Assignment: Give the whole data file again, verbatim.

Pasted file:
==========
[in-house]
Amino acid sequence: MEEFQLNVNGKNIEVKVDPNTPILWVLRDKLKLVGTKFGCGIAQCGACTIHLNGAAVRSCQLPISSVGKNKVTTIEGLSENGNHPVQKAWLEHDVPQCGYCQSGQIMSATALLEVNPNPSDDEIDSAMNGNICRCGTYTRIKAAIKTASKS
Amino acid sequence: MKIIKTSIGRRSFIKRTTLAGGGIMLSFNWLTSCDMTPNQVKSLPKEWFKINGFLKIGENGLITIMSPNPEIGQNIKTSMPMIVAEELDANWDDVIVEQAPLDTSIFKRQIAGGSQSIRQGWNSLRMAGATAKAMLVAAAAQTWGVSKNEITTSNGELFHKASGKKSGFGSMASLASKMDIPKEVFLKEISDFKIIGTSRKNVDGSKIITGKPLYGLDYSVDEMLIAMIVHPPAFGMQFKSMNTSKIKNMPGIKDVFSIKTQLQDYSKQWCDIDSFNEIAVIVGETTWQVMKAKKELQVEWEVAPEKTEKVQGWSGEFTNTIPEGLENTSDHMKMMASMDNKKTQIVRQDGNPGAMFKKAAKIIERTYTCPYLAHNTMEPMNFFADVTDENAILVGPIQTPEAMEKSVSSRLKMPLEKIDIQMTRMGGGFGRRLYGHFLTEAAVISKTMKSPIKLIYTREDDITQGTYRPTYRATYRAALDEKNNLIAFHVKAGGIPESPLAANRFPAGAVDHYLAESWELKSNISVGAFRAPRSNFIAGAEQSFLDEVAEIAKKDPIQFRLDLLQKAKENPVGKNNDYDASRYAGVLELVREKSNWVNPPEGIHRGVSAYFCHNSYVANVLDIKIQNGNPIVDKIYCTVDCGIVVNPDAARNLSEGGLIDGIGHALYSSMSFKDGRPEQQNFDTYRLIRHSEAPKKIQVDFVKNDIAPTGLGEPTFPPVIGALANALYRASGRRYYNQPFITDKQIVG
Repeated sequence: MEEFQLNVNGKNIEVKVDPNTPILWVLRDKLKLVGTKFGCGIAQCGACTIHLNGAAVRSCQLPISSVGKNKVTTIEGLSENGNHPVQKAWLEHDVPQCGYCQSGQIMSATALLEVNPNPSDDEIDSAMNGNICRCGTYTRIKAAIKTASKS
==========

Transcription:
[in-house]
Amino acid sequence: MEEFQLNVNGKNIEVKVDPNTPILWVLRDKLKLVGTKFGCGIAQCGACTIHLNGAAVRSCQLPISSVGKNKVTTIEGLSENGNHPVQKAWLEHDVPQCGYCQSGQIMSATALLEVNPNPSDDEIDSAMNGNICRCGTYTRIKAAIKTASKS
Amino acid sequence: MKIIKTSIGRRSFIKRTTLAGGGIMLSFNWLTSCDMTPNQVKSLPKEWFKINGFLKIGENGLITIMSPNPEIGQNIKTSMPMIVAEELDANWDDVIVEQAPLDTSIFKRQIAGGSQSIRQGWNSLRMAGATAKAMLVAAAAQTWGVSKNEITTSNGELFHKASGKKSGFGSMASLASKMDIPKEVFLKEISDFKIIGTSRKNVDGSKIITGKPLYGLDYSVDEMLIAMIVHPPAFGMQFKSMNTSKIKNMPGIKDVFSIKTQLQDYSKQWCDIDSFNEIAVIVGETTWQVMKAKKELQVEWEVAPEKTEKVQGWSGEFTNTIPEGLENTSDHMKMMASMDNKKTQIVRQDGNPGAMFKKAAKIIERTYTCPYLAHNTMEPMNFFADVTDENAILVGPIQTPEAMEKSVSSRLKMPLEKIDIQMTRMGGGFGRRLYGHFLTEAAVISKTMKSPIKLIYTREDDITQGTYRPTYRATYRAALDEKNNLIAFHVKAGGIPESPLAANRFPAGAVDHYLAESWELKSNISVGAFRAPRSNFIAGAEQSFLDEVAEIAKKDPIQFRLDLLQKAKENPVGKNNDYDASRYAGVLELVREKSNWVNPPEGIHRGVSAYFCHNSYVANVLDIKIQNGNPIVDKIYCTVDCGIVVNPDAARNLSEGGLIDGIGHALYSSMSFKDGRPEQQNFDTYRLIRHSEAPKKIQVDFVKNDIAPTGLGEPTFPPVIGALANALYRASGRRYYNQPFITDKQIVG
Repeated sequence: MEEFQLNVNGKNIEVKVDPNTPILWVLRDKLKLVGTKFGCGIAQCGACTIHLNGAAVRSCQLPISSVGKNKVTTIEGLSENGNHPVQKAWLEHDVPQCGYCQSGQIMSATALLEVNPNPSDDEIDSAMNGNICRCGTYTRIKAAIKTASKS